Emeritus Professors as Potential Threats
Edwin J. Perkins, March 2006
To the Editor:
This correspondence is aimed primarily at emeritus faculty like myself, but all part-timers should take notice. My focus is on the enhanced scrutiny of non-regular faculty by the lengthening arm of Homeland Security, which is making a more forceful impact on many campuses. From 2002 through the fall of 2005, I returned almost every semester to teach courses at the University of Southern California. About two weeks into the fall semester, I received an e-mail from our payroll department asking me to report to its new offices and show two types of identification—or alternatively my passport. Once I arrived in payroll's expanded domain, I realized immediately that something was awry. I had, unexpectedly, been ensnared in the web of Homeland Security and the national hysteria over terrorism.
Some non-regular faculty may have no serious objections to such demeaning inconveniences, but I reacted with a great deal of outrage and hostility. After all, I had been a member of the USC history department for over three decades. As it now stands, I will not be returning to the USC campus under the current conditions of enhanced surveillance. I, for one, do not wish to collaborate with an expanding police state. Fortunately, I am financially independent at this stage of my life, and I do not require the extra income. Others may not be so lucky, however.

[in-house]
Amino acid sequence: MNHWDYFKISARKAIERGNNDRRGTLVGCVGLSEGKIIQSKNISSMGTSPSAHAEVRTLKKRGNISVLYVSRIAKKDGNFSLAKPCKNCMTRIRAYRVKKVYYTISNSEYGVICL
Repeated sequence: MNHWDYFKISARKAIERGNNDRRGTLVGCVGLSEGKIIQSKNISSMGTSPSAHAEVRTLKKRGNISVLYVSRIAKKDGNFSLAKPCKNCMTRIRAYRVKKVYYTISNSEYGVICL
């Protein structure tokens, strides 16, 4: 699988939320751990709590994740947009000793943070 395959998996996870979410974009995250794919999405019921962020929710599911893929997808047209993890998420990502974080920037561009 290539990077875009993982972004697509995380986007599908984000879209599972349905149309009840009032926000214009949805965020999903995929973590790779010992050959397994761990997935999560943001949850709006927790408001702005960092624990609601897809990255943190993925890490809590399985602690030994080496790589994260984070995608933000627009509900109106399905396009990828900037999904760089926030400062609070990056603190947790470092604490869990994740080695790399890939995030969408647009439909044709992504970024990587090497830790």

In the future, emeritus professors, and other potential part-timers, may want to investigate the terms of employment at their respective universities and assess how much mindless scrutiny they might be willing to tolerate.
Emeritus professors as potential threats to national security? Where are we headed next? How about old-fashioned loyalty oaths? "Are you a member now, or have you ever been a member, of a terrorist organization? Yes or no." Signed: John Q. Historian. Of course, it's possible that the investigative powers linked to the Patriot Act may be restricted in 2006. But meanwhile everyone, including full-time faculty, remain possible targets.
—Edwin J. Perkins
University of Southern California, Emeritus